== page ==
Reflections on Innocence

by Peter Milhado PHD on November 3, 2017

There are quite a few people who are tremendously influenced by the archetype of Innocence.  After all, we are born as innocents, aren’t we?  People who believe in reincarnation might argue that point, but I’ll hang with Sheldon Kopp on this one.  He takes the ‘concept of reincarnation’ to be a symbol of the many opportunities for psychological and spiritual rebirth all of us get in this life.  Freedom comes when we become aware of how our modern society, our families and our early wounds tell us how we ‘ought’ to live our life.  Once we become conscious of these soul-wounding instructions, we can choose another script for our life altogether.

I’ve experienced that – but I’ve not experienced a past life.  For myself, I also accept the notion of Karma – which certainly could be paradoxical with meaningless suffering all around us, but like the poet said ….”I give myself the right to contradict myself!”

Carol Pearson Ph.D., whose great work this article is based on, gives us three stages 1) Original Innocence, 2) The Fall, 3) The Return to Innocence.

Original Innocence

I’ve seen too many patients in the last three decades, who desperately cling on to the state of original innocence and get devastated and bloodied up by life.  In my experience they’re very sweet souls with many virtues.   They’re usually kind, trust others and learn from them and keep hope and faith alive… They know how to have fun!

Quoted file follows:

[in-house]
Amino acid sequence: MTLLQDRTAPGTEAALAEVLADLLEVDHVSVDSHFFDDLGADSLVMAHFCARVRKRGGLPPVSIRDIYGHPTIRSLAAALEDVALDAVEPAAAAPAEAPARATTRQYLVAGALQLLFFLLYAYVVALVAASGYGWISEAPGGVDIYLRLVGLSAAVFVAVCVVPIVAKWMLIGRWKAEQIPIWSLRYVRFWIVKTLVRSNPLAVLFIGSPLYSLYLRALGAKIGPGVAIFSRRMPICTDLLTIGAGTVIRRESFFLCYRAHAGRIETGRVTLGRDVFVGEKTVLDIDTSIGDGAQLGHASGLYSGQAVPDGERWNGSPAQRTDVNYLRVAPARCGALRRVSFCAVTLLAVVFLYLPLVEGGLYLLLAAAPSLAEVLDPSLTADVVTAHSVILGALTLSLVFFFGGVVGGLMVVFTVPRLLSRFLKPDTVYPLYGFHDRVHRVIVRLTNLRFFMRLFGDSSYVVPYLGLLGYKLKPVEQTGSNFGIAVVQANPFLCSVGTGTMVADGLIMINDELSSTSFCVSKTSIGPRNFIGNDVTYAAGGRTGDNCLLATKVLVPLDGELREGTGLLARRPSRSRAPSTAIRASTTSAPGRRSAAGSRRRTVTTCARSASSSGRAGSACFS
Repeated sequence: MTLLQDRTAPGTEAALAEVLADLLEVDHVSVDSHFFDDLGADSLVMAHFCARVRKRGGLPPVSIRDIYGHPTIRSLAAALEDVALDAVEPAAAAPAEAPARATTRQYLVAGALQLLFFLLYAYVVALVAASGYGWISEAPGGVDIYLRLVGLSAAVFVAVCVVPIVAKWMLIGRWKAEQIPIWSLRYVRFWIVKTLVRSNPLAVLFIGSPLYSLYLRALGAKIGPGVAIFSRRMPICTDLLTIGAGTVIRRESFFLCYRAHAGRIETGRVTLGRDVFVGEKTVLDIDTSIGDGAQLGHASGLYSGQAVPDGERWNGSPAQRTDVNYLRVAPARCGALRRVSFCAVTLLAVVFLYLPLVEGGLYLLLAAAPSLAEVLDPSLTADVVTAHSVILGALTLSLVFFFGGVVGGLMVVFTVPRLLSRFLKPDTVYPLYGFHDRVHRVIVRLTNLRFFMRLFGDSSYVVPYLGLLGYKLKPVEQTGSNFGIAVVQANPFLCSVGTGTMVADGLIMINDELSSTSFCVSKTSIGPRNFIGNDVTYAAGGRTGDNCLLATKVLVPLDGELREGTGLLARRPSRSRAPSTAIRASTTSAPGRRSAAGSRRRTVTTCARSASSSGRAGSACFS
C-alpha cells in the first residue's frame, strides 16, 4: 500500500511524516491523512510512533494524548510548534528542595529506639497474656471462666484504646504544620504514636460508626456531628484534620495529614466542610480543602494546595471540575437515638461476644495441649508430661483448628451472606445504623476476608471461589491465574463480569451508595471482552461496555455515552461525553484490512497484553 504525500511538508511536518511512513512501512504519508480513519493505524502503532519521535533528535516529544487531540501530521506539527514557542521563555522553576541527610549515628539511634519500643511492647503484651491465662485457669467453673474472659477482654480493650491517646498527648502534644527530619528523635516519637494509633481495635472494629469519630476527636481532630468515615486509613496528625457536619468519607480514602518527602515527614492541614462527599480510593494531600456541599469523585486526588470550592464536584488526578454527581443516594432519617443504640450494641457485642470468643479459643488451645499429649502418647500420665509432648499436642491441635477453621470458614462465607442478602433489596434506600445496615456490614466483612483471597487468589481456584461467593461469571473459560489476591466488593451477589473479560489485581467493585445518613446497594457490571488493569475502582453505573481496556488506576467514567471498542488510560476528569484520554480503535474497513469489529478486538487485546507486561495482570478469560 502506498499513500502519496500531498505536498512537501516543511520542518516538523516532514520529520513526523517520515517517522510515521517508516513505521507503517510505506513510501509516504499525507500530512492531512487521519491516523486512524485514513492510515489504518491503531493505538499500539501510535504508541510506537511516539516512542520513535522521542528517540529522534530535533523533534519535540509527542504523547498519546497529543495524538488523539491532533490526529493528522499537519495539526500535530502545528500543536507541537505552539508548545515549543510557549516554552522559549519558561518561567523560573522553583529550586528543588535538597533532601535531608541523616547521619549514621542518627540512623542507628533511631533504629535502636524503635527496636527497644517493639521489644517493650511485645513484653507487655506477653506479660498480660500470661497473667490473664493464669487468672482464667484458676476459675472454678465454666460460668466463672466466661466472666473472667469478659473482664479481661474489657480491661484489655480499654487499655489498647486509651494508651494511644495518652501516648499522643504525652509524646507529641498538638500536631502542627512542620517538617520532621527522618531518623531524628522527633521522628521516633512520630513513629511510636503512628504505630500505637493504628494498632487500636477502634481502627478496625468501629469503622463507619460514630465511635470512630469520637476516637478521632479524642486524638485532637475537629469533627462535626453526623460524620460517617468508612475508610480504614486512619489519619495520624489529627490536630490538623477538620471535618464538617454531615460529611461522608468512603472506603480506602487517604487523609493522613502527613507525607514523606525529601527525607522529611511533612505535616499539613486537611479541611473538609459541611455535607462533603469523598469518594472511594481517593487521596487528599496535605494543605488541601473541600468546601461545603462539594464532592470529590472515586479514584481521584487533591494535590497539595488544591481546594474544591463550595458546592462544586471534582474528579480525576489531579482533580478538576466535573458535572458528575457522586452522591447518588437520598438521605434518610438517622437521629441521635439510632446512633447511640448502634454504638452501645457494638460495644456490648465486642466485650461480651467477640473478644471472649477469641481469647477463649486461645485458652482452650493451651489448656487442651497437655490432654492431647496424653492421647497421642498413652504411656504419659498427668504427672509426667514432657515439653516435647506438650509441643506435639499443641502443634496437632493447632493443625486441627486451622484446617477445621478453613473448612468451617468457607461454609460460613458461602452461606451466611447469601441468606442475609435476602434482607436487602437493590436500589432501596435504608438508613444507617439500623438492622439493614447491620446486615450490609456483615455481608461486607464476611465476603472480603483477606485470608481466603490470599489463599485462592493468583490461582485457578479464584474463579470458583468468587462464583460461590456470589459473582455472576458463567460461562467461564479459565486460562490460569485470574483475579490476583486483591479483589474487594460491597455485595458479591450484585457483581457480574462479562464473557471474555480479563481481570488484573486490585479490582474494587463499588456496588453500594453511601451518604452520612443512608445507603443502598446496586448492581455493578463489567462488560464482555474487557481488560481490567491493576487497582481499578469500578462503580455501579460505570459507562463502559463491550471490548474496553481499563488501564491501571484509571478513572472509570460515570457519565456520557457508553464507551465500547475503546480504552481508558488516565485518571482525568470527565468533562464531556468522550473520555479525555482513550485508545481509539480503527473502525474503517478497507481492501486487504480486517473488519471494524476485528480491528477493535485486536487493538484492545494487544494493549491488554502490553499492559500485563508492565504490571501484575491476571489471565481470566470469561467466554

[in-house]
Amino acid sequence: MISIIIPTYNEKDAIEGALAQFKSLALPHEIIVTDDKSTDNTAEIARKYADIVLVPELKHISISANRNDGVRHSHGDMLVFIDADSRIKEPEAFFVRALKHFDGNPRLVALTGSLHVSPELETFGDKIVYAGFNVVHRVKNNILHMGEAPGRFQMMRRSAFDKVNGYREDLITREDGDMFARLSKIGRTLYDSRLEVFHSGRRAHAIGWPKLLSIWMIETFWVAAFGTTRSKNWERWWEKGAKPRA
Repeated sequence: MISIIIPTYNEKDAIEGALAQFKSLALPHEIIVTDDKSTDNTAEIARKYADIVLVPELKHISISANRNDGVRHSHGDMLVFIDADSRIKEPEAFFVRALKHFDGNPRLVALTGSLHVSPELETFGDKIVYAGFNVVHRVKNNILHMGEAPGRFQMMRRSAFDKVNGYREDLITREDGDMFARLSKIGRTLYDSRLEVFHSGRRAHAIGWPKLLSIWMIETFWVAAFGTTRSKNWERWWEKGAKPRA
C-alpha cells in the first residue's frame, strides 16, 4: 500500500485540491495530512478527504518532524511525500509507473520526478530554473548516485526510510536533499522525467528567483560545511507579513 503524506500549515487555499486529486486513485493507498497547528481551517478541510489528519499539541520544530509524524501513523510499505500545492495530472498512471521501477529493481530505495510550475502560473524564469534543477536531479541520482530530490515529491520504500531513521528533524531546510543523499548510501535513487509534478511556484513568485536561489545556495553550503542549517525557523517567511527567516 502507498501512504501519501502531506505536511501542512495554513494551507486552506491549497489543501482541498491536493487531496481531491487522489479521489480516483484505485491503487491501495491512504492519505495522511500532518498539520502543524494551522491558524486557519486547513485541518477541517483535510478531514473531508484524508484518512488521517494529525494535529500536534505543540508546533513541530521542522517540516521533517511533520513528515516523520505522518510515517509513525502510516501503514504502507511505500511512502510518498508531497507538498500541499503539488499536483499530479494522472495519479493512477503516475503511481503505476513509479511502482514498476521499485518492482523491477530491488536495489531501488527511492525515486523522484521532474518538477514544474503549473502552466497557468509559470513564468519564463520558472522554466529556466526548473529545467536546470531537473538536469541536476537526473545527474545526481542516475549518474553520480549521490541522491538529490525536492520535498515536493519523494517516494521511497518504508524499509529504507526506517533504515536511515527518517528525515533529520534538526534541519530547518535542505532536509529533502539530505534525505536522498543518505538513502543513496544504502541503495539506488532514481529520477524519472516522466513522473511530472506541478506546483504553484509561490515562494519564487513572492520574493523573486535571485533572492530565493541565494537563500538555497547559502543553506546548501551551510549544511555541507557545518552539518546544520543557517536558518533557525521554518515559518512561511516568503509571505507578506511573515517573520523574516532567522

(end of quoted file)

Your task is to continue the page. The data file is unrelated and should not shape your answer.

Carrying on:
We all need to start each new beginning or endeavor with some innocence.  One of the major temptations of the “Innocent” is to ignore pain and suffering.  Denial at this level has an addictive quality.  They do not let themselves know what is really going on…this may hurt themselves and others.  Their intuition usually points to their inner truth, but they ignore it, therefore betray themselves.  There is often a tremendous need for external affirmation, giving too much power away to their bosses, husbands, wives and other so called ‘authority figures’! They trust when trust is not warranted.  The ‘Innocents’ goal is to remain in safety and their biggest fear is abandonment, which ironically, they unconsciously conspire with and set up.  The ego, in all of us, desperately clings to safety, it is the soul who wants to live!!!!  So, the shadow side of innocence is denial.  It’s too painful to acknowledge that your parent or lover can’t be trusted, that is why there is a tendency to walk back into the same abusive situation again and again and again…. If we deny we are being abused we don’t have to stand up for ourselves.   This is especially painful for children who blame themselves for being abused rather than confront the abusive parent.

In a way ‘Innocents’ are absolutists – they either hang on to purity by denying their and other people’s faults or guilt and shame controls their life.  They’re tossed back and forth between perfection and idealism or disillusionment and cynicism.  Some young women, who are anorexic or bulimic, refuse to ‘fall’ into puberty and having a woman’s body and therefore sexual body, to avoid their loss of imagined innocence.  Early sexual abuse is often in their history.  (Woodman)

Another shadow side of the ‘Innocent’ is a need to be taken care of.  If you’re that good, the universe should provide!  They have difficulties chipping a piece of the earth out for themselves.  On a deep psychological level they want to merge and go back into the womb of the “Great Mother’.  Many ‘Innocents’ had mothers who couldn’t mother.

The Fall From Innocence